Millions of users from eBay and other sale sites could soon be required to file reports with the IRS for personal sales

A quick search for the latest gadgets on eBay can quickly reveal that there are literally millions of users selling and buying stuff on a daily basis. May of eBay's users are simply people at home who sell their belongings or other things for cash. A camera, a CD, clothes -- just about anything. For the most part, many people can make a moderate and even lucrative side income from selling products on eBay.

All this is about to change for millions of eBay users according to a report on a proposal being drafted by the U.S. Treasury Department. The IRS now wants a cut out of sales that occur on eBay and other popular user-to-user sale sites such as Craigslist. A proposal is being drafted that will require all major market sites to store, track and send user information to the IRS. This information includes transaction details and other personal information.

The Center for Democracy and Technology (CDT) reports that the new IRS proposal is all part of President Bush's 2008 budget proposal. The intention is for the IRS to track down small business income that is generated from the sale of personal property. If you make more than $5000 USD per year on 100 or more sales online, you may soon be forced to file income statements with the IRS. This means that users of sites such as eBay, Craigstlist and will be required to fill in more personal information as well as social security numbers.

Demanding that sites such as eBay request more personal information from users is already looked upon as a bad thing according to the CDT. Many Internet users are already up in arms over privacy concerns. Identity theft and other unfortunate situations can occur from storing user information online. Since the beginning, eBay users have experienced account hijacking and other malicious attacks, so storing information such as a social security number will become a big concern for many.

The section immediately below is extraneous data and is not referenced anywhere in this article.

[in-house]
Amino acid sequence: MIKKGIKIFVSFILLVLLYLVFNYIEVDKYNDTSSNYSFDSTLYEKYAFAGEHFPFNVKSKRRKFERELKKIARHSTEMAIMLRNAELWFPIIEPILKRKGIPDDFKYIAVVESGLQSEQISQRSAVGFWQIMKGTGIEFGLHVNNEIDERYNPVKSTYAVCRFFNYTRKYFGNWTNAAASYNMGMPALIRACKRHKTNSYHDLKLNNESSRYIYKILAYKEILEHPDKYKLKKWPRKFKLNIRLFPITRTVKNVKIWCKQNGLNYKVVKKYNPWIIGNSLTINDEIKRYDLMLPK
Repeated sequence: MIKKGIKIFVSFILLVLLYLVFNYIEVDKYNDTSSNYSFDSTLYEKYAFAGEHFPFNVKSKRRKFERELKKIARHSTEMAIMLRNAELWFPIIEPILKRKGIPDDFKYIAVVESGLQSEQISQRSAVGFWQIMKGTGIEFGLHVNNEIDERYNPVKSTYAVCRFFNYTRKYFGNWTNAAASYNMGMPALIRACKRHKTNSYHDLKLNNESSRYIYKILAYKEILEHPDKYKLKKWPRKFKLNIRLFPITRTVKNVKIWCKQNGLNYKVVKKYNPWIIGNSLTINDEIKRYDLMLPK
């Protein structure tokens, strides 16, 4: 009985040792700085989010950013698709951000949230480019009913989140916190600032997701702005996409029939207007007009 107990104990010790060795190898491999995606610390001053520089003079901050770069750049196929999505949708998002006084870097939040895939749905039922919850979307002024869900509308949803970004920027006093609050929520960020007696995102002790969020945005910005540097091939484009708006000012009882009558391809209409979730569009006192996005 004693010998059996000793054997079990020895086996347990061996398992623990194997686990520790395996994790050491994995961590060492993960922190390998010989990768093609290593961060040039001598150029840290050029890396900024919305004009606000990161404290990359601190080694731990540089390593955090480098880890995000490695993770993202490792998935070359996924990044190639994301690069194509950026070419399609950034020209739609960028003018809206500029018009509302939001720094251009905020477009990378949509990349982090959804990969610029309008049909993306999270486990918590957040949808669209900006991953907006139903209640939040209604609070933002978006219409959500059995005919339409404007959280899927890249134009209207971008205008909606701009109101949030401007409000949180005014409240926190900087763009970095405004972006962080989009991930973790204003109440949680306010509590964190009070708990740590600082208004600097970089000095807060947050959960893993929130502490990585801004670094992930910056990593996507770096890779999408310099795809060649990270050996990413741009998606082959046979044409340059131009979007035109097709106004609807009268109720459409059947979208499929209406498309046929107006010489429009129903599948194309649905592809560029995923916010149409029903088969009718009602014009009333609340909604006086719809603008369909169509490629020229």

According to the Treasury Department, Americans owe it billions of dollars and this would be a legitimate move into getting some of that lost revenue. But the CDT indicates that the Treasury Department has not yet convinced Congress that this proposal is necessary.

CDT deputy director Ari Schwartz indicated that collecting personal information such as social security numbers is a big no-no for end-user security. "Such data retention proposals would force the creation of massive, privately maintained databases of personally identifiable data that government investigators could tap at their leisure," said Schwartz. "Sites that currently ask consumers for their [social security numbers} are very likely to be related to illegal 'phishing scams," added Schwartz.

The IRS claims that such a move is a necessity due to the "explosive" growth of the Internet. "One of the more popular business opportunities is the selling of new and used items through online auction sites such as eBay, Ubid, etc.," noted the IRS report.

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